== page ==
Taking a little break from genomics this afternoon, I’m going to go out on a limb and guess that most people reading this do not love vultures. True, they do eat carrion, and true, they look a bit weird. But I’ve been in love with these kooky raptors my entire life. And so, as it turns out, has biologist and wildlife photographer Munir Virani.

Speaking at TED@Nairobi in 2012, he makes the case for why we need to overlook our disgust and pay more attention to these amazing birds. They are a vital component of our ecosystems, and an important check for the spread of disease. For example, did you know that a vulture’s digestive system can neutralise anthrax spores? Vultures are a “dead end” for many of the most devastating diseases. 

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Content Manager Liz Harley and hooded vulture Butch Cassidy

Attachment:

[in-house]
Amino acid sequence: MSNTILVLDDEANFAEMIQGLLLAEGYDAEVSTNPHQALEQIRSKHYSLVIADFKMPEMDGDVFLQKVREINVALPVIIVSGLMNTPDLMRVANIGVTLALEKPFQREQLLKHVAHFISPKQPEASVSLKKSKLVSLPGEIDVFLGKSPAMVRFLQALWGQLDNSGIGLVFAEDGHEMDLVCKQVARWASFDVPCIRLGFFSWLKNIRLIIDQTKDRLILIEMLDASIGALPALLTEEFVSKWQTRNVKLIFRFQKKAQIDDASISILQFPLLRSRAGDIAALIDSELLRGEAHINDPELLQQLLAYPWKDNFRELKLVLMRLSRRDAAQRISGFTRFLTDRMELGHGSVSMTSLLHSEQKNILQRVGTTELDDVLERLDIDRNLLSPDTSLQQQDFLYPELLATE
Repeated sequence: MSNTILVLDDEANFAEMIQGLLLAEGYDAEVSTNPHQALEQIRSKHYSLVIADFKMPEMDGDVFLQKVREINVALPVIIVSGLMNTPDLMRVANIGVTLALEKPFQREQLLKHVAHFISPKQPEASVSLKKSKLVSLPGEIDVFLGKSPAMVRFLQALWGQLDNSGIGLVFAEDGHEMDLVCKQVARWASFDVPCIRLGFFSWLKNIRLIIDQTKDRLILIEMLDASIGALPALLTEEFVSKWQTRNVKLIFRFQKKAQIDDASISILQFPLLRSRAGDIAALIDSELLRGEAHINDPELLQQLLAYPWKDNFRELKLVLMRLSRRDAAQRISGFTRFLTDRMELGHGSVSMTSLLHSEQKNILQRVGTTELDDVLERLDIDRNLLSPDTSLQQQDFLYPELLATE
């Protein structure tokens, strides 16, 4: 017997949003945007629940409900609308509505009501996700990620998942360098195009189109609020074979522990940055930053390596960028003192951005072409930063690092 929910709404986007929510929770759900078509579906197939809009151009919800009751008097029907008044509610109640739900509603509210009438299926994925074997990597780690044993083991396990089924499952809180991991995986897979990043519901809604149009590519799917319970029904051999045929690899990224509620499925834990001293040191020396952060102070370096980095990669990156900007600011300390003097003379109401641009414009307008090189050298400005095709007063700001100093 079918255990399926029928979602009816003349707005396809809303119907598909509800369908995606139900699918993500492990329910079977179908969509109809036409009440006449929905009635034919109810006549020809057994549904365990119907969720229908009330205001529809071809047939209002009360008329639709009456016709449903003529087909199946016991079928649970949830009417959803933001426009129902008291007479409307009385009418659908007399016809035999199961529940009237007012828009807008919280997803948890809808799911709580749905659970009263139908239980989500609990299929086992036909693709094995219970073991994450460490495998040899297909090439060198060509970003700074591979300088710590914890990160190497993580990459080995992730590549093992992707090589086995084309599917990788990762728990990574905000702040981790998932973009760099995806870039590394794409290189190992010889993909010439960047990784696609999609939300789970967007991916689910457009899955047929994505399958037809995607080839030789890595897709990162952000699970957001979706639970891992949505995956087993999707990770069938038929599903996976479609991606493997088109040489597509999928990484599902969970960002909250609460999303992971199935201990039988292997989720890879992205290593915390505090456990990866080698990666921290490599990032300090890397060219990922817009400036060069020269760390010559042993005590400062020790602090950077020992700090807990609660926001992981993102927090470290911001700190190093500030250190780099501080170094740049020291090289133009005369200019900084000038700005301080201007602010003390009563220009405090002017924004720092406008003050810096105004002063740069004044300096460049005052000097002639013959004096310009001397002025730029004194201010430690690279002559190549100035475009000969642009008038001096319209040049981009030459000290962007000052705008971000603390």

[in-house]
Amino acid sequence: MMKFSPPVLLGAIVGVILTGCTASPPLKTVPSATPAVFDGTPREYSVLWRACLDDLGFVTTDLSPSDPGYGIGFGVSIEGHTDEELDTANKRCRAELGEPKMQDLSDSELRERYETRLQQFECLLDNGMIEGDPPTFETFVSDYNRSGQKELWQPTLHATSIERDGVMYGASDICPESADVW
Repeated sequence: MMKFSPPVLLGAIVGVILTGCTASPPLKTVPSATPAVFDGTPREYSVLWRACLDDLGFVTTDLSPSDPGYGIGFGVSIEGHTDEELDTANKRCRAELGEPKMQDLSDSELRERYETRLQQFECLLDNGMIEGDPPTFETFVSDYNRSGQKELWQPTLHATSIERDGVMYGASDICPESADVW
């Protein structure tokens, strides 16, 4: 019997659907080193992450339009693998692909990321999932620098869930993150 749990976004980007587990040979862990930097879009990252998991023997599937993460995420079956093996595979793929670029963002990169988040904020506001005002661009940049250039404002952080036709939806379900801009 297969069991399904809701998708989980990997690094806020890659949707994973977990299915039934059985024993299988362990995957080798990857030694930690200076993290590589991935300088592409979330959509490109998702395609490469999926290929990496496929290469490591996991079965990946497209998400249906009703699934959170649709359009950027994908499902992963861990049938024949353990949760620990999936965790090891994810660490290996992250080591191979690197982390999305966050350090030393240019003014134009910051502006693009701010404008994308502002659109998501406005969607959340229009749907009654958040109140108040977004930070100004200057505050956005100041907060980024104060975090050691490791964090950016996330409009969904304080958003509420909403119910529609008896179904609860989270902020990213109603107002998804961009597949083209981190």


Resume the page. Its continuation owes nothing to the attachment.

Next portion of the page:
But vultures are critically endangered across the world, largely due to exposure to veterinary drugs.  And where vulture populations are dwindling, instances of anthrax, plague, and rabies, all of which are killed off by vulture digestion, are on the rise. Where there are no vultures, populations of dogs and rats multiply to fill the gap, bringing these diseases into contact with human populations. Now, more than ever, Munir argues that we need to change our perception and save the vultures. 

(And in case you need me to prove how much of a vulture nerd I am, on my last day off I spent several hours enjoying the company of this beautiful boy, a hooded vulture named Butch Cassidy.)

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